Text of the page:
Homes that are listed on a Tuesday, Wednesday, or Thursday tend to sell for $1,700 more than homes listed on the weekend—in some markets that could be even thousands of dollars more. These middle-of-the-week listed homes also sell nearly two days faster, according to new research from the real estate brokerage Redfin, which tracked home sales data from July 2020 to February 2021 nationwide. “Because the market is so competitive right now, most homes will receive plenty of attention regardless of when they’re listed,” says Daryl Fairweather, Redfin’s chief economist. “But sellers can still maximize their potential profit simply by listing in the middle of the week, which gives potential buyers a few days to see the home, talk to their agent, and set up a showing for Saturday or Sunday.” Regardless, to have the most selling success, price the home appropriately from the start—which includes not underpricing the home. “If the home is priced too high, fewer buyers will see the home, but if it’s priced too low, the seller may be inundated with so many tour requests a serious buyer could give up before laying eyes on it,” Fairweather says. “The goal is to get as many serious buyers as possible to tour your home, make offers, and drive up the sales price.” Source:®

Among people most likely to move in the next three months, most are in their 30s and have more in savings and assets than the national average according to a quarterly study by Audience Town (AT), a real estate, moving, and home-centric advertising platform. AT accrued the data as part of its Q2 Mover Report, which identifies likely movers as determined by millions of data points including life events and public records. Among other trends, the report notes that likely movers live in a home worth $300,000 or more and that experts and researchers expect young couples to move in far greater numbers than their elders. “People move because of life events, and the Covid-19 pandemic has been the single most significant life event many of us have ever lived through,” said Ed Carey, CEO of Audience Town. “People are moving in huge numbers, and it’s going to be a massive year for residential real estate. Our most recent data shows that likely movers are younger and more affluent than the nation as a whole, which is going to redefine the national landscape.” Among the other characteristics of likely movers from the report, AT found that 11.7 million Americans are anticipated to move in Q2, 2021 and 17.5% are business owners, making business owners 59% more likely to move than the general population baseline. Source: MReport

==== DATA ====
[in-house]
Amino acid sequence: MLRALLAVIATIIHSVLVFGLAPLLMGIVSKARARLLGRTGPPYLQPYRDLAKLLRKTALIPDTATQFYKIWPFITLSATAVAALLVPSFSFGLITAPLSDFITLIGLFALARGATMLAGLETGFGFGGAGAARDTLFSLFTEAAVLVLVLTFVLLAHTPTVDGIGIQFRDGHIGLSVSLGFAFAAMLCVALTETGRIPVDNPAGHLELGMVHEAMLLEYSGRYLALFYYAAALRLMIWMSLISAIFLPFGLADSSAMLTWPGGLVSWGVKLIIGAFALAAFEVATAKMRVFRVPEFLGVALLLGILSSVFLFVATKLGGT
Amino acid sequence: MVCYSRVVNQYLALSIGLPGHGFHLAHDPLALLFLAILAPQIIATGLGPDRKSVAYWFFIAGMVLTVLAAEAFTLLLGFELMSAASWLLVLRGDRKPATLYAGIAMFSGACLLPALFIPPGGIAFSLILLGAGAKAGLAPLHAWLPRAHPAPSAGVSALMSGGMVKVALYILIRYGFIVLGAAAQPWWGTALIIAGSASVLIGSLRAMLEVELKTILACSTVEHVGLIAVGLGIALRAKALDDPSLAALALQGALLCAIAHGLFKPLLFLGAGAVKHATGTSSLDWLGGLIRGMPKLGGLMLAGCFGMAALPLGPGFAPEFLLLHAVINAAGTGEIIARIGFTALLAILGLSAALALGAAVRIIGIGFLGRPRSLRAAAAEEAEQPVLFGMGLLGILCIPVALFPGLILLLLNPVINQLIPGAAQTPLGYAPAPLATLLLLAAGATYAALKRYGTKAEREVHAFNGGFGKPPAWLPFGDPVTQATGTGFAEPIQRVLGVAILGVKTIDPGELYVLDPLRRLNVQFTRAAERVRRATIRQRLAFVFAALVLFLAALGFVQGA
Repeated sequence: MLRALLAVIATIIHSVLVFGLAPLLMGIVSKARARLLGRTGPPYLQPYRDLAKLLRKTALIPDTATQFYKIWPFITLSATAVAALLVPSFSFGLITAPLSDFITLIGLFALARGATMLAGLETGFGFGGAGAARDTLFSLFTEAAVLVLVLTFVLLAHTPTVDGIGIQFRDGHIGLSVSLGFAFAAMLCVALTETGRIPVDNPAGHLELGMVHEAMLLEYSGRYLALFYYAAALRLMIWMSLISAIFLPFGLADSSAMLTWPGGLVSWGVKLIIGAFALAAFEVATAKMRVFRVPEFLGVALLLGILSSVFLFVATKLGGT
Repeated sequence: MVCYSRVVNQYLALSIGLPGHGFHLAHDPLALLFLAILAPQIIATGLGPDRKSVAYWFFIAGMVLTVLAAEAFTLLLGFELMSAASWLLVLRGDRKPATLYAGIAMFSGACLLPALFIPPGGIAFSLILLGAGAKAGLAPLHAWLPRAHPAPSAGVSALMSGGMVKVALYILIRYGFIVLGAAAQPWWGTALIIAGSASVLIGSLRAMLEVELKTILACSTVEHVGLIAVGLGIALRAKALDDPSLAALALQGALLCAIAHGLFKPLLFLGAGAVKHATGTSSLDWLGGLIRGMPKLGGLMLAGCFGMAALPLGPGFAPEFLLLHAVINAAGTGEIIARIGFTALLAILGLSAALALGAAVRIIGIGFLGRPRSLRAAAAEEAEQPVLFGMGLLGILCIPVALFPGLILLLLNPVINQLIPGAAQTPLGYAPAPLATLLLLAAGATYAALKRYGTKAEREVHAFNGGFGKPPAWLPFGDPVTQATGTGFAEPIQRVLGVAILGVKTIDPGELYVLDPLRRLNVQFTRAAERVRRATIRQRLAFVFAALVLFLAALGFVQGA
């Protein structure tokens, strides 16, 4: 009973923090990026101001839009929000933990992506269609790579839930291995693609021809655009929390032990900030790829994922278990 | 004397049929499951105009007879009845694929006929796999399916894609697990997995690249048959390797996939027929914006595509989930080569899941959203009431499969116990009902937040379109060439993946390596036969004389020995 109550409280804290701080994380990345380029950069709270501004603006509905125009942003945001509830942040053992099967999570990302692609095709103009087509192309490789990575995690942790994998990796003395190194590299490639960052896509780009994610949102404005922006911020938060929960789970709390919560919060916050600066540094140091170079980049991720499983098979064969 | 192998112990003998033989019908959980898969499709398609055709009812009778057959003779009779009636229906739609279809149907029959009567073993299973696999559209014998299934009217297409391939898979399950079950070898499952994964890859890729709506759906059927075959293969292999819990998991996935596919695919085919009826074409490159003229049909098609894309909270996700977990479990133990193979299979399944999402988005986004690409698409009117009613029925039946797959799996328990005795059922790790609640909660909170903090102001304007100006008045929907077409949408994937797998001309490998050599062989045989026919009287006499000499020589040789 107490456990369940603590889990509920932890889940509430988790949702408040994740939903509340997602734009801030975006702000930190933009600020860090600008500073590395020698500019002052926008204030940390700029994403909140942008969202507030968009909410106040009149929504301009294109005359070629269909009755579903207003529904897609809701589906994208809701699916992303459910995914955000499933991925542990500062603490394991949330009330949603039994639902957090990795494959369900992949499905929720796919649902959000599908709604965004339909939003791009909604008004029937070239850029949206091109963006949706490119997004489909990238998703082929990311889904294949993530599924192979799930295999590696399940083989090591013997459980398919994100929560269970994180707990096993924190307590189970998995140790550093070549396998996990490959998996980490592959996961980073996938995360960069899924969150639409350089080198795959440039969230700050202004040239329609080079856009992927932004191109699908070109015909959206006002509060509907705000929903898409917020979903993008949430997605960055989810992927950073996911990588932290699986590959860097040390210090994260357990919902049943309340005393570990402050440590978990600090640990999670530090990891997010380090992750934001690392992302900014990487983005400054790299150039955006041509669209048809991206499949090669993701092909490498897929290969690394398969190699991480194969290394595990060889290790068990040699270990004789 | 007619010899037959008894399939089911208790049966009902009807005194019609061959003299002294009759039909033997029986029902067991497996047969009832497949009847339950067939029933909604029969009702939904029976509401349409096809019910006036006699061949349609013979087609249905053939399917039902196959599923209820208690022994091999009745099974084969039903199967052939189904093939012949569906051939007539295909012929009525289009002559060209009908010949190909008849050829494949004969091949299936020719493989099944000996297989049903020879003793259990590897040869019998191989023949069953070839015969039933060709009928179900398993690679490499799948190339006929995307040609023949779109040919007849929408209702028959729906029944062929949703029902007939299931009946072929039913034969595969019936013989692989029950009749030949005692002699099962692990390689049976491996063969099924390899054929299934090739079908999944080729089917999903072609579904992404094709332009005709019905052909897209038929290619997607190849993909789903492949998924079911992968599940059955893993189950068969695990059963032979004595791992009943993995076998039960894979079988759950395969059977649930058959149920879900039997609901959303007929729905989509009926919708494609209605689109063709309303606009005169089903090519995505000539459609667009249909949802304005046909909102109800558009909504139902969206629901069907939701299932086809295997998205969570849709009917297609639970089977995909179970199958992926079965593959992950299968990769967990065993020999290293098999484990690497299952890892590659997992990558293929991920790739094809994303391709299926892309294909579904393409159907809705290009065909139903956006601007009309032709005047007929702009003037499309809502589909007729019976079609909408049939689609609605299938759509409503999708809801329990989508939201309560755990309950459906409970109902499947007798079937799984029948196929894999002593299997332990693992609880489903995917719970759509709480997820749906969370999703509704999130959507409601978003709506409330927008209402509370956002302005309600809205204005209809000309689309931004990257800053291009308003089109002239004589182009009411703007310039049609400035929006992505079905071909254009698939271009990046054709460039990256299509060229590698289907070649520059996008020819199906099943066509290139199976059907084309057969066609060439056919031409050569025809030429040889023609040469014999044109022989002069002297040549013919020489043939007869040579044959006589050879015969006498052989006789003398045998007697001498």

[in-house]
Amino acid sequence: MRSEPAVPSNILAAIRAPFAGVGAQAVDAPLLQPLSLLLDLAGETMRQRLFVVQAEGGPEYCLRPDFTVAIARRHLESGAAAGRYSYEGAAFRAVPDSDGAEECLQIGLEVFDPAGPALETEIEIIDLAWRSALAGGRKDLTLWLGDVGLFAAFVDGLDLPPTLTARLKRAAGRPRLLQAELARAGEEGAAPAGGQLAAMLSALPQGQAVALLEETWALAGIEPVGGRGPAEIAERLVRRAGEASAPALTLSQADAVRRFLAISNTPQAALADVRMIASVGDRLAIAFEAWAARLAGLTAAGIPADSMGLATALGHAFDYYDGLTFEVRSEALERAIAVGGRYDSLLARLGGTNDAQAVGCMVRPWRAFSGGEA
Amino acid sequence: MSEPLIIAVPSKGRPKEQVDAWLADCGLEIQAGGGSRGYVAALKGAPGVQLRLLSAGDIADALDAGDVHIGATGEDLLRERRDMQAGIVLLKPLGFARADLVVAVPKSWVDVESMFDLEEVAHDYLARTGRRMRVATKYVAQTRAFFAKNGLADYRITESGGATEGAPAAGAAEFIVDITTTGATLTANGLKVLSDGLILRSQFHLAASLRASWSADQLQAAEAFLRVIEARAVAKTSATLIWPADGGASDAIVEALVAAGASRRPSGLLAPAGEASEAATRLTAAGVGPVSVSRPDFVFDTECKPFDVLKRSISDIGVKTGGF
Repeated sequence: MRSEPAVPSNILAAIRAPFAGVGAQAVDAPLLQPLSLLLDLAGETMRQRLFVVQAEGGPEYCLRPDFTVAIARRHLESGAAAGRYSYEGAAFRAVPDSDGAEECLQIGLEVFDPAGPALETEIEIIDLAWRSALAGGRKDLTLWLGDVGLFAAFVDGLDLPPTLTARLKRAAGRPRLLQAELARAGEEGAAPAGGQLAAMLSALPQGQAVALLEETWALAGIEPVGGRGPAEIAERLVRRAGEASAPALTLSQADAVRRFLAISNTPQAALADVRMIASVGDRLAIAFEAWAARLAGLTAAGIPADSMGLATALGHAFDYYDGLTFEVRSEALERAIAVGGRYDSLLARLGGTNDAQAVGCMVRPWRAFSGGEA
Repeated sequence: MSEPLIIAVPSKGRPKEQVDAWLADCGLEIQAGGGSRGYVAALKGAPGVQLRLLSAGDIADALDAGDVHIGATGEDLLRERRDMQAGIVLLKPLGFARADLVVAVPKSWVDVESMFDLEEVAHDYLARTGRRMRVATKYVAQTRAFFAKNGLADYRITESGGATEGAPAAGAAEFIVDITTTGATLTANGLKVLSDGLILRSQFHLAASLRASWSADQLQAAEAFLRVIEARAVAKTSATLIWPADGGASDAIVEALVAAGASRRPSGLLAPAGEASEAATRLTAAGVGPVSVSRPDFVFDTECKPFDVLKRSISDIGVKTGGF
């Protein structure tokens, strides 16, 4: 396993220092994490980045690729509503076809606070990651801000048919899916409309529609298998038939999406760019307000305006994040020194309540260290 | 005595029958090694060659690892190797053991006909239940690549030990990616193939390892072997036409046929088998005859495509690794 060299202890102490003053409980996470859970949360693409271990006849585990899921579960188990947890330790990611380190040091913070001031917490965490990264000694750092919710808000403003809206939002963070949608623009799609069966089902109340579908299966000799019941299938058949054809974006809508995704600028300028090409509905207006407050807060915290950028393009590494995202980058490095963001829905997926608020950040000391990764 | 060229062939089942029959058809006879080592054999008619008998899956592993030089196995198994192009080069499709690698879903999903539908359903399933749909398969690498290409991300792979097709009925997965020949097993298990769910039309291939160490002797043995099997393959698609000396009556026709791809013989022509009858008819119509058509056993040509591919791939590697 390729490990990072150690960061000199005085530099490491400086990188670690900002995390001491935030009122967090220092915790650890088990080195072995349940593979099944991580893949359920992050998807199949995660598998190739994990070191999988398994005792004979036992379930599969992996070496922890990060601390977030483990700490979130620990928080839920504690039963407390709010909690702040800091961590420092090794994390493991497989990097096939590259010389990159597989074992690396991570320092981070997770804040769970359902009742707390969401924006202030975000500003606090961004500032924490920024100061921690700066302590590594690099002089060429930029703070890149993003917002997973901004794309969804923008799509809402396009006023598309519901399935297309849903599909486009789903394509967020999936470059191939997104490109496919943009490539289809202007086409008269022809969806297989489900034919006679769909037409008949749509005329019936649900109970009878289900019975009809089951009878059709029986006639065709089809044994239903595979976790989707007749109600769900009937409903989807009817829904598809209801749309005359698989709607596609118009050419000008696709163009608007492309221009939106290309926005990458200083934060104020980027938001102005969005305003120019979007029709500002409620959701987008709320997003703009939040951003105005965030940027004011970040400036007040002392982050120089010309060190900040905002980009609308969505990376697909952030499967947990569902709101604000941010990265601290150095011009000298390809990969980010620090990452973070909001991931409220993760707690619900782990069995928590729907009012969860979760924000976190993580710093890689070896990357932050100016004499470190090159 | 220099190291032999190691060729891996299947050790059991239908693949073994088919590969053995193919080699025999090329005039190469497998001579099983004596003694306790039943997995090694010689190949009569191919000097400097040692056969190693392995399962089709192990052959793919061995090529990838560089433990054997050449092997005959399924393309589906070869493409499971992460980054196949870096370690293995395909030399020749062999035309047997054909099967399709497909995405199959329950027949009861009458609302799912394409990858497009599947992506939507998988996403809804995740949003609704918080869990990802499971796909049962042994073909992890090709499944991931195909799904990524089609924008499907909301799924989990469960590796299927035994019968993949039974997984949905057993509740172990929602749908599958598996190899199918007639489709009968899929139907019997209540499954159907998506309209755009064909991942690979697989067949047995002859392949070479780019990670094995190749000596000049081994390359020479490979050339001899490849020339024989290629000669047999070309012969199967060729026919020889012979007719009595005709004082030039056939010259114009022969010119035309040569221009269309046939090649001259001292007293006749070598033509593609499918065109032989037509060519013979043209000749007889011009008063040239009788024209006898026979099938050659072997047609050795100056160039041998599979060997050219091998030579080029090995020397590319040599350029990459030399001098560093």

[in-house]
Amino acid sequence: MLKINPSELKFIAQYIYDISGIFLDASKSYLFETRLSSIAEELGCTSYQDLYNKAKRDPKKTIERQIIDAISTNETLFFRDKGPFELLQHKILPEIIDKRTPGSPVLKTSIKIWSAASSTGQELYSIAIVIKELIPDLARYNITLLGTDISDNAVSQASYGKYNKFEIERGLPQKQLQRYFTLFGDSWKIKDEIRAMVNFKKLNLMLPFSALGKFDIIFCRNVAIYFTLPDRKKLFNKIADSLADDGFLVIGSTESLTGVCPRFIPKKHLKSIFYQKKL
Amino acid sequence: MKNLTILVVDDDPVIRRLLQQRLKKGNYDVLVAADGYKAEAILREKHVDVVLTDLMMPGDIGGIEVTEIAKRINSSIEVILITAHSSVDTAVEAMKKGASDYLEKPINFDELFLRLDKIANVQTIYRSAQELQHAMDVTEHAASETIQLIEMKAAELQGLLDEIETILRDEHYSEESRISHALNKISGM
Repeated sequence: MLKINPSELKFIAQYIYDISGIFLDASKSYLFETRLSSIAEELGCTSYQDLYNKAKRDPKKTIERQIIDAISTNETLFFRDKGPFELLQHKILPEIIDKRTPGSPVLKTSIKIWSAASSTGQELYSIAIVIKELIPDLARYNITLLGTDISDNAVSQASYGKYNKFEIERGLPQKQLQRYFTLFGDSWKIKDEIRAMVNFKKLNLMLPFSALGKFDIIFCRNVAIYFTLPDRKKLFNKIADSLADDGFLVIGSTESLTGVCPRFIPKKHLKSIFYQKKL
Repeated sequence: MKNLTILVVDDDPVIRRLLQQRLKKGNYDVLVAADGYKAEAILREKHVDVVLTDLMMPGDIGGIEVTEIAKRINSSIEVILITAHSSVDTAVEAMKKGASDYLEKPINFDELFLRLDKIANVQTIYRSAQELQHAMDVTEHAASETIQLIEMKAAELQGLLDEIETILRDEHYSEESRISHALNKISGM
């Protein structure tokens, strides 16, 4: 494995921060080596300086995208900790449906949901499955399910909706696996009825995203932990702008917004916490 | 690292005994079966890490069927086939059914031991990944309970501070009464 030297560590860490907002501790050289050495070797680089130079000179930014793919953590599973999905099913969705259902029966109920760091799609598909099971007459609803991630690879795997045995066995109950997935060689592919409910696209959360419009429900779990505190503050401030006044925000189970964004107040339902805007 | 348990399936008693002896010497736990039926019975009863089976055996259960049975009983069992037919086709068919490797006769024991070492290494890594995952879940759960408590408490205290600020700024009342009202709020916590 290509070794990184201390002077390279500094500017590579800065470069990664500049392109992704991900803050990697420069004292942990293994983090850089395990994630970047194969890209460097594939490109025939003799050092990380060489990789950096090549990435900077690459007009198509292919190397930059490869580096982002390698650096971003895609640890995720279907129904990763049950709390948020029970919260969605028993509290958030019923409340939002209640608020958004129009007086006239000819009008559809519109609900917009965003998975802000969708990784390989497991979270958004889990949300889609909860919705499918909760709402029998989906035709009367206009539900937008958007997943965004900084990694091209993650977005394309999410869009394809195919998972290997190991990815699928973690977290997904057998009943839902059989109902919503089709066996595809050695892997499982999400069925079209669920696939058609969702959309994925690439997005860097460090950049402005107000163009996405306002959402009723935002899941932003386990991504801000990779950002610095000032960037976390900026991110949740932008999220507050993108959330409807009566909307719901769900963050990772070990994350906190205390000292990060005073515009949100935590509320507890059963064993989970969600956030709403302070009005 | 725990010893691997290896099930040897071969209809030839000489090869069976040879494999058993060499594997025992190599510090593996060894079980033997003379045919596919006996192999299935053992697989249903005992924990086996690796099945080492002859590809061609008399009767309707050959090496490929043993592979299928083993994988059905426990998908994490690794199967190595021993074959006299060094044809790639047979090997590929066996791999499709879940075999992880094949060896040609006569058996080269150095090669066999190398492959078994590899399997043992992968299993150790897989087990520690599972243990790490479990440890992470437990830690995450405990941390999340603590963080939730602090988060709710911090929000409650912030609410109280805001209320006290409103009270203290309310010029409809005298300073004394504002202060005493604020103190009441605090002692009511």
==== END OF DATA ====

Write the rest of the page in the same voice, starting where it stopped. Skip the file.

CoreLogic, Irvine, Calif., reported its monthly Home Price index recorded an 11.3% annual gain in March, the highest rate since March 2006. The report said on a month-over-month basis, home prices increased by 2% compared to February. The CoreLogic Home Price Forecast projects home prices to increase 3.5% by March 2022, as intensifying affordability challenges narrow the pool of potential buyers and are likely to drive a slowdown in home price growth. CoreLogic Chief Economist Frank Nothaft said as consumer confidence rebounds and the job market picks back up, the spring homebuying season is on track to outpace trends seen in 2019 and 2018. The report said Millennials led the homebuying charge with older millennials seeking move-up purchases and younger millennials entering peak homebuying years. “Lower-priced homes are in big demand and short supply, driving up prices faster compared to their more expensive counterparts,” Nothaft said. “First-time buyers seeking a starter home priced 25% or more below the local-area median saw prices jump 15.1% during the past year, compared with the overall 11.3% gain in our national index.” Source: The Mortgage Bankers Association